Science museum hosts open house for towns seeking similar branches
The N.C. Museum of Natural Sciences at Whiteville was the site of an event bringing together representatives of other small towns that could one day have similar museum branches.
Officials from the Department of Natural and Cultural Resources sent invitations to city and county representatives in 96 communities, offering them a look at a successful museum that could serve as a template for other regional expansions.
Charles Yelton, Regional Network Chief for the N.C. Museum of Natural Sciences, said, “We are proud of the Whiteville community’s museum and what’s been done there, and we look forward to seeing it continue to grow.”
Yelton said that a main purpose of museums is to promote “non-formal education, the experiences that take place outside a classroom. It’s important to expose kids to science outside of school if you’re trying to grow the next crop of scientists, as we are.
“We are here to serve everyone. That can be challenging when our main facilities are in Raleigh. North Carolina is a big state.”
Although there are over 60 science museums within North Carolina, including those run by non-profi t groups, cities and the federal government, they are not evenly distributed. That is why state offi cials would like to help establish more satellite museum branches in “gap areas.”
Emlyn Koster, PhD, director of the N.C. Museum of Natural Sciences, presided over the four-hour open house on March 22.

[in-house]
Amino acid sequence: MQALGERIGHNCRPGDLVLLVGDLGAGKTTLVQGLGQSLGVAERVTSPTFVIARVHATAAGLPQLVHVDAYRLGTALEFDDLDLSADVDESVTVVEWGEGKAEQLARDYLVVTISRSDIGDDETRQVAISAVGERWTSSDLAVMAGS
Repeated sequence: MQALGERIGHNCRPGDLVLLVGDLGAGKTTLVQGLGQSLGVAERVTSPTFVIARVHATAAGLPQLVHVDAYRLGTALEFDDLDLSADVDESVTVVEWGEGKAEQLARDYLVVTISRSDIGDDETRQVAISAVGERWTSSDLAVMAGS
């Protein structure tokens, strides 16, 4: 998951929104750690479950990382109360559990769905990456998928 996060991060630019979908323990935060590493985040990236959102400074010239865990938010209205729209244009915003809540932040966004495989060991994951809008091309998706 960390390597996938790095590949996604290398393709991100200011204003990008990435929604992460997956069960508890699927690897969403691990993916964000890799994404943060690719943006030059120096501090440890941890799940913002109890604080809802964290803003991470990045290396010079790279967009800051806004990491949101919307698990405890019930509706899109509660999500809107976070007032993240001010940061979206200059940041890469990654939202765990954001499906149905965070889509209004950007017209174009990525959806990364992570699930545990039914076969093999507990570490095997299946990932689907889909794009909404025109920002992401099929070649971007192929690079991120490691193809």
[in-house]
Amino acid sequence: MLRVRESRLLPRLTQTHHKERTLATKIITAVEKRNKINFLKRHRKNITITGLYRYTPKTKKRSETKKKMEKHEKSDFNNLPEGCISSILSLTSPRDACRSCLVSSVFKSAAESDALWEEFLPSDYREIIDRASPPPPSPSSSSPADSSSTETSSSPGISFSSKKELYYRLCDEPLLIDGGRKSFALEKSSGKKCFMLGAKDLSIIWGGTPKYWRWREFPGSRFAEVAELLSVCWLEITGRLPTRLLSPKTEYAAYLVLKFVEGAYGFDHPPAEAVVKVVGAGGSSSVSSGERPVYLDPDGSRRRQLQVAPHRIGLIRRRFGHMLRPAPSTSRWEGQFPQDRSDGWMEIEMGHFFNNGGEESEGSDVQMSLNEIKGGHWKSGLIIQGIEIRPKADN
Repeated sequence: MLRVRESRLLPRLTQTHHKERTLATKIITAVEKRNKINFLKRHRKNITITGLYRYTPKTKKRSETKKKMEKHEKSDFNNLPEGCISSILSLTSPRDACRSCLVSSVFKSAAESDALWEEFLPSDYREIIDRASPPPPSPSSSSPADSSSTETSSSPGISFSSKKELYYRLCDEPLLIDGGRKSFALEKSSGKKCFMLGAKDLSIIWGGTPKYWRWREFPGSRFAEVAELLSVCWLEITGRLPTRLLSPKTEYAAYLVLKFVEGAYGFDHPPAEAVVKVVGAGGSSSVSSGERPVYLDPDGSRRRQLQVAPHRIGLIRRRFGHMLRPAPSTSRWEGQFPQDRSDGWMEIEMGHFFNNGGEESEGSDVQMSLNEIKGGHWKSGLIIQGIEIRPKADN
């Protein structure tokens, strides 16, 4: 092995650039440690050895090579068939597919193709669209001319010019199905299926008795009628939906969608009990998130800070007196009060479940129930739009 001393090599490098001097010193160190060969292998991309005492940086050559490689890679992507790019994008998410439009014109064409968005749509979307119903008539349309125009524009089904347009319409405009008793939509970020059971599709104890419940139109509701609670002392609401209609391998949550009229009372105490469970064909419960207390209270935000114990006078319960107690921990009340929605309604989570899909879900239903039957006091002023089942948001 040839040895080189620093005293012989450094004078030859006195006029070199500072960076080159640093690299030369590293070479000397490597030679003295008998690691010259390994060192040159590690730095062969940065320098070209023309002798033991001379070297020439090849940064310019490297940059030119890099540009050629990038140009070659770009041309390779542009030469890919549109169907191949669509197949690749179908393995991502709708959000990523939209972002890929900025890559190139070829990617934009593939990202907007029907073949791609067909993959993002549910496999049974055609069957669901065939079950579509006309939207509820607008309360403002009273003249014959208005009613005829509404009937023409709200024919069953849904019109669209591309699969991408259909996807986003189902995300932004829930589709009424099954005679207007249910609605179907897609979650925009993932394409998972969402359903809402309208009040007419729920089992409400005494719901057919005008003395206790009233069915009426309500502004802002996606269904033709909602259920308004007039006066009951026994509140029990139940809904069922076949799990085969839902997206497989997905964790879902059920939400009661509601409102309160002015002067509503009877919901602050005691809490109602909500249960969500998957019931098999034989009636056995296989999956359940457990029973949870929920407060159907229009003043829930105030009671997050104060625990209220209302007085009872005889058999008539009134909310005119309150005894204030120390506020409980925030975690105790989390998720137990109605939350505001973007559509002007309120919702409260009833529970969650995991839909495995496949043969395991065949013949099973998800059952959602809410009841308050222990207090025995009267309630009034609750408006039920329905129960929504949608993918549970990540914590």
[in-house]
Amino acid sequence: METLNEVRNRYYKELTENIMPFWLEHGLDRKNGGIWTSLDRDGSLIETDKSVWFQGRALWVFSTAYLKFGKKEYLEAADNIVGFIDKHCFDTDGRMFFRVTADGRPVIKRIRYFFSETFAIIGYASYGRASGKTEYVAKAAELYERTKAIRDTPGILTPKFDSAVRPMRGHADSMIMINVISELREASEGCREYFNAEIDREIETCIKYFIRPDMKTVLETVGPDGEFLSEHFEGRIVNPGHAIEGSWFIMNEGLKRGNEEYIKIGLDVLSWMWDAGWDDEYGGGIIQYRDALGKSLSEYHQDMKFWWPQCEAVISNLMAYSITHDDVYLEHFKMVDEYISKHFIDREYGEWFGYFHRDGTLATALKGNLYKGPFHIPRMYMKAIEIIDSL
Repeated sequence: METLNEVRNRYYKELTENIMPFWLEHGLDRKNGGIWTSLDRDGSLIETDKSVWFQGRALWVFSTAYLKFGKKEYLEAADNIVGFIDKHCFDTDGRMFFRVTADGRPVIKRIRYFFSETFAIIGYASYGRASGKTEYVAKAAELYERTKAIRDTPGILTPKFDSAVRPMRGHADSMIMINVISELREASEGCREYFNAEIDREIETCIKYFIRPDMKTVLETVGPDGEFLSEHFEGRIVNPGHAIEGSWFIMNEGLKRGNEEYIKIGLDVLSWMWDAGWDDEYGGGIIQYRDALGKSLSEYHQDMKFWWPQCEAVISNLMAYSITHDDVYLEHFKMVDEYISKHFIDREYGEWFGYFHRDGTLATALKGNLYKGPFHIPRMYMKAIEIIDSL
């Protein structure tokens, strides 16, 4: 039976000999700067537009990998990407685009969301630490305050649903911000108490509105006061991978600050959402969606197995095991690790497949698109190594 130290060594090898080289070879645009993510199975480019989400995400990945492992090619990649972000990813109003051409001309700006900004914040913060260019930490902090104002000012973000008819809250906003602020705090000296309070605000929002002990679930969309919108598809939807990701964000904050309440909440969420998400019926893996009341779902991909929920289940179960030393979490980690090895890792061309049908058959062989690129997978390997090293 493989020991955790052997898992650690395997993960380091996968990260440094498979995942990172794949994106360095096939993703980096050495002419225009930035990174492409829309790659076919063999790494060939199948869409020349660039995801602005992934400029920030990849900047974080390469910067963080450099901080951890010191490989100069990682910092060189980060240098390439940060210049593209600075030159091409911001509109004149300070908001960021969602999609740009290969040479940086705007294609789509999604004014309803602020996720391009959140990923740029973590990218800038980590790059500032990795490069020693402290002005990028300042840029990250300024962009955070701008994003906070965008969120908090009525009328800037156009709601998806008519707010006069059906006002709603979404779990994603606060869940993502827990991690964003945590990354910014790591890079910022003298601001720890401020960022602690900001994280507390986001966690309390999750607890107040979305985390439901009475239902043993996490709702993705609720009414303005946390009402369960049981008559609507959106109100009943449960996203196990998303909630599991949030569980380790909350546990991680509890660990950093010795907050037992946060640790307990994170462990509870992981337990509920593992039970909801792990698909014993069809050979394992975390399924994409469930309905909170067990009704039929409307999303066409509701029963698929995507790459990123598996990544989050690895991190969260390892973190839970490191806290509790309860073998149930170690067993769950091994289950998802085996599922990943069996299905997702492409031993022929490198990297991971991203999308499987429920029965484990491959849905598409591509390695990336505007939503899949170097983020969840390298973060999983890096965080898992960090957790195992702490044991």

The towns of Corolla, Grifton, Kinston, Mt. Olive, Shallotte, Washington and Williamston sent delegations to the event. The visitors included mayors, city council members, county commissioners, planning directors and others whose input would be vital to establishing a museum or improving an existing one. Welcomes and encouragement were provided by Secretary Susi H. Hamilton and Chief Deputy Secretary H. Reid Wilson of the N.C. Department of Natural and Cultural Resources.
Whiteville museum staff briefed the visitors on dayto-day operations. The group then took a tour of the facility, where they observed Chadbourn Elementary School students using the lab and preschoolers enjoying nature story time.
“Each branch that is set up will be unique in shape and scope, depending on the population’s needs and resources,” Yelton said. “Funding decisions for the branches will be made individually. We don’t anticipate a cookie-cutter approach.
“We were thrilled that Whiteville’s mayor, Terry Mann, served as host. County Manager Bill Clark was there, along with Jennifer Holcomb from the Chamber and Lauren Cole from the community college.” Leaders of the museum’s Friends group attending included Bill Thompson, Andy Anderson, Carlton Williamson, Alan Faulk and Kenny Garland.
The state officials came away “extremely happy with how the day went,” said Yelton. Your community has a lot to be proud of.”